Later in the same conversation, Nick tries to be the voice of reason with Gatsby, explaining that Gatsby cannot repeat the past. Yet Gatsby quickly denies it: “‘Can’t repeat the past?’ he cried incredulously. “Why of course you can!’” (116). Gatsby refuses to believe he cannot repeat the situation that existed five years before, this time getting married instead of going to war. He is incredulous because he does not consider failure to be even a faint possibility. After all, he is in the same business of fixing as Wolfshiem, who fixed the World Series of Baseball. As a fixer, Gatsby believes he has the situation of regaining his past with Daisy under control, and therefore cannot understand why Nick would believe otherwise.
In effect, Gatsby is a boat headed toward the past, but Nick is a current heading toward the present. While Gatsby yearns to go back to his past of visiting Daisy in Louisville, Nick tries to make Gatsby realize he is in present-day New York City. As Nick said in the post-party conversation, “You can’t repeat the past” (116). Nick understood that the limits of fixing did not extend into the past, but Gatsby did not believe it.
Nevertheless, Nick’s efforts do not faze Gatsby. If anything, they make Gatsby more dead-set on reliving the past. “‘I’m going to fix everything just the way it was before,’ [Gatsby] said, nodding determinedly” (117). Here Gatsby reaffirms “determinedly” that he will, indeed, experience the old situation again. When he claims he can “fix everything the way it was before,” Gatsby demonstrates that he somehow feels capable of single-handedly make his past occur again with his powers of fixing. Nick’s common sense is a current toward the present that is not strong enough to hold Gatsby back from his dream of sailing to the past. Therefore, Gatsby is a boat that beats blindly against the current of the present and the current of reality, and he beats on, borne determinedly and ceaselessly into the past.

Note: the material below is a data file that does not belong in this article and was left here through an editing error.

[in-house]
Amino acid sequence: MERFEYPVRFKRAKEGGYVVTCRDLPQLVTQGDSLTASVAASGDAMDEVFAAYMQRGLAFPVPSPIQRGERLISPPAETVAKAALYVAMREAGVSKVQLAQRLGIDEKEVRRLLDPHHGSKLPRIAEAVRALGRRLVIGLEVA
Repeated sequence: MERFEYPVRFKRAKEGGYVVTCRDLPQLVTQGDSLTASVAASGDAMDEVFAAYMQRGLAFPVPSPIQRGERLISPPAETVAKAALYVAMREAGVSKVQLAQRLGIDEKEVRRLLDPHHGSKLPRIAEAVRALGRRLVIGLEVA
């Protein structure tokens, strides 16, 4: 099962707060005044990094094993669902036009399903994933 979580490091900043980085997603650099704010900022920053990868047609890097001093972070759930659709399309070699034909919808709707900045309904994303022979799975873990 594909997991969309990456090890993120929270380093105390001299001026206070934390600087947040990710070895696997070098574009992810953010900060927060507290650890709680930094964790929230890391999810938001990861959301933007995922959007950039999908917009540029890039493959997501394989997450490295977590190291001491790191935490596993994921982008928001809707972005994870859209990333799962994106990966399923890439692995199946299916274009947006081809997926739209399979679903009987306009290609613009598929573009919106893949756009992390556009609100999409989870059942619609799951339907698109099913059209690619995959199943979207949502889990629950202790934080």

As previously stated, the closing sentence of the novel is written so as to be quick and confusing. Almost lost in the last sentence’s dizzying folds of symbolism and alliteration is the important fact that Nick uses the word “we” in the last sentence’s clause: “So we beat on” (189). He uses “we” to indicate he is not only speaking about Gatsby and himself, but he is also referring to his reading audience. The “we” triggers the reader’s reaction to step back from the novel and look at his or her own life.
Therefore, Nick claims the audience is, like Gatsby, prone to going against common logic in an attempt to regain the past. Everyone is a boat raging against the currents in his or her life. Everyone ignores the boundaries of time and the evidence that he or she cannot fix things to be how they once were, just as Gatsby ignored Nick’s sound advice to remember that one cannot repeat the past. Because the “we” in the final sentence includes Gatsby and the audience, Gatsby becomes symbol for anyone who has ever wanted to repeat and repair a moment in his or her life that he or she could never have again. At one time or another, everyone has determinedly borne themselves back into the past despite the ever-present current that flows toward the present.
Fitzgerald wrote the final line the way he did for a reason. Without the jazzy rhythm, confusion, and alliteration to draw attention to the line, audiences worldwide might not have taken the time to reread the sentence to understand the symbolic significance of the boat and the current. To be sure, Fitzgerald is a master of his craft; he used poetry in a book of prose in order to compact pages upon pages of meaning into fourteen words that are just begging to be read and re-read by generations to come.